My god! - 52 lumberjacks and no showers! Imagine.

TexWisGirl said...

wow, what a gorgeous structure (now that it has aired out a bit!)

Spiderdama said...

They did a lot of great work back in time. I hope these things will be well taken care of.

Happy week to you!:-)

DeniseinVA said...

I enjoyed learning a bit of history about logging. Great place to visit and your photos are marvelous.

Ailime said...

Belíssimas fotos!
Aprecio imenso a arte em madeira!
Grata pela visita ao meu cantinho. Ailime

RedPat said...

I now have the lumberjack song going in my head!

LONDONLULU said...

What an amazing museum! That woodwork is extraordinary - I can't imagine having to build my entire home from scratch, I'm glad to be living in 2012!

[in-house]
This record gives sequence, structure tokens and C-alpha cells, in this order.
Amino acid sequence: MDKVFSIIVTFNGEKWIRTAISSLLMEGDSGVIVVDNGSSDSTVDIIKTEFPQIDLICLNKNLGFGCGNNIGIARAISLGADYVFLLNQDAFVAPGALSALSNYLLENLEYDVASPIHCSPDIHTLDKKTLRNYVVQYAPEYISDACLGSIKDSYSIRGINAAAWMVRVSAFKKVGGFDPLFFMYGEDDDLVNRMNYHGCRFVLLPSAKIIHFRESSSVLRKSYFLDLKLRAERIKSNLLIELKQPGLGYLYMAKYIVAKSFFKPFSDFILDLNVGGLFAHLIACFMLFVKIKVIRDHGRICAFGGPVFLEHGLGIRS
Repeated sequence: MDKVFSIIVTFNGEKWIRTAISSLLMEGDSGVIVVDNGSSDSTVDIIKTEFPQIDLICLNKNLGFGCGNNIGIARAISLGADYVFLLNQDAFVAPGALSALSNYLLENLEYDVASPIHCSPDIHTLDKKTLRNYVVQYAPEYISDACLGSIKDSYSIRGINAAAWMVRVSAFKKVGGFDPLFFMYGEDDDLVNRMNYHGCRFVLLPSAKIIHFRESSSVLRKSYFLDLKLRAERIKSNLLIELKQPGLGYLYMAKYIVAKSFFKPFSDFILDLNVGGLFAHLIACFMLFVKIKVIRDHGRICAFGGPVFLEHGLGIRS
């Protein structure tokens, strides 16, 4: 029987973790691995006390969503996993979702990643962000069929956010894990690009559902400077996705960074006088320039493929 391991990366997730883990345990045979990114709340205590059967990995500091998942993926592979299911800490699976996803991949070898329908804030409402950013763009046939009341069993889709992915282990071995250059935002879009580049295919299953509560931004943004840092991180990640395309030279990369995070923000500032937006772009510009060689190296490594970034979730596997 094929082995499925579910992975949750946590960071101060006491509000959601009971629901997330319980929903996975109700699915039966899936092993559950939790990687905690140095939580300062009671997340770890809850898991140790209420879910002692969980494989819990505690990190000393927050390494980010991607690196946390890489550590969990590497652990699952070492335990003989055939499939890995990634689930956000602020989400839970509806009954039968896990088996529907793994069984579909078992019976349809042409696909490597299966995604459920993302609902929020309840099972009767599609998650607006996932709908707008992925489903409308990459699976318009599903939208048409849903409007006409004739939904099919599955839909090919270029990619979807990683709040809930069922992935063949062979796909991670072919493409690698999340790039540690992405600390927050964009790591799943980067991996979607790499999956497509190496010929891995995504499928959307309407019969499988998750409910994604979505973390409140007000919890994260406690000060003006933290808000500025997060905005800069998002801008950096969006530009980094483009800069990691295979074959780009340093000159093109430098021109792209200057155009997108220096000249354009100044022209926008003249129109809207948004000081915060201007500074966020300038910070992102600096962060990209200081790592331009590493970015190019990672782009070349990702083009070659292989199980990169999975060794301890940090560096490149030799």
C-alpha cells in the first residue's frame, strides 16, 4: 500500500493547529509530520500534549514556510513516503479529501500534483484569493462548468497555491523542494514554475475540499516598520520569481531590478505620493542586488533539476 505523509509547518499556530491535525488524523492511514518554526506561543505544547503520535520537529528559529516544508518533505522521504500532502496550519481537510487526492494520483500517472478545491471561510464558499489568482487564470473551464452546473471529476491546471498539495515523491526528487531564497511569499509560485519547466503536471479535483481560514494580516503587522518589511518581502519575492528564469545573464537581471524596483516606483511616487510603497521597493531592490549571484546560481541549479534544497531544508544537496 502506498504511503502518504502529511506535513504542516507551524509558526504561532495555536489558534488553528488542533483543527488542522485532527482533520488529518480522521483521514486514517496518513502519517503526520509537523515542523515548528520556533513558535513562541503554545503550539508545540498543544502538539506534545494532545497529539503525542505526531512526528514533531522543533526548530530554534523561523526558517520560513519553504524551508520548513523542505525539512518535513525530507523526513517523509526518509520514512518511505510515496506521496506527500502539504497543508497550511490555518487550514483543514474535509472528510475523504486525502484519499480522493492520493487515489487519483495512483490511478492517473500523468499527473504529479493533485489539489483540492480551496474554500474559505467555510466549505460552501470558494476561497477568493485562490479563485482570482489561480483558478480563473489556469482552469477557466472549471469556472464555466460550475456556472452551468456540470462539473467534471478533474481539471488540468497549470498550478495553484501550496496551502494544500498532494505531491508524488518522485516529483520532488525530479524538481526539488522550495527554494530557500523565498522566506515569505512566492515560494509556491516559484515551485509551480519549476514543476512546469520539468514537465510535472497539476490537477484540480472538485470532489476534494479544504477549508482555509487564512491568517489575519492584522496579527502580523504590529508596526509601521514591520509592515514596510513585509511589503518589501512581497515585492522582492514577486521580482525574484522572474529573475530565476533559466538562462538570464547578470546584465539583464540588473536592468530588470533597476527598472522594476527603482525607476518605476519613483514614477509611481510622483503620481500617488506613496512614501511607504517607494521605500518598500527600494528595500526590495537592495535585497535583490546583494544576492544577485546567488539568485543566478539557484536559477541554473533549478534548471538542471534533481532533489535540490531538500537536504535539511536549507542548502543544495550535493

Pamela Gordon said...

My how things have changed! An interesting post. New Brunswick is well known for it's lumbering over the centuries too. Not so much these days but we still have lots of forests.

cieldequimper said...

I saw something similar in Saint-Félicien, Québec... Now, let's say that I wouldn't mind having this for a cabin (I'd add a few windows of course)...

Jacquelineand.... said...

What an extraordinary bit of history; thank you for sharing!

I can't help but think how claustrophobic and crowded that cabin would be.

Sivinden said...

Interesting reading and informative pictures, - great post!

Sylvia K said...

What a terrific post and photos for the day, EG! I love the history! It does do us all some good to look back at life then to help us appreciate how MUCH we have now!! Wonderful! Yes, I too, get claustrophobic just looking at the cabin and bunk beds!! Fragrant indeed!!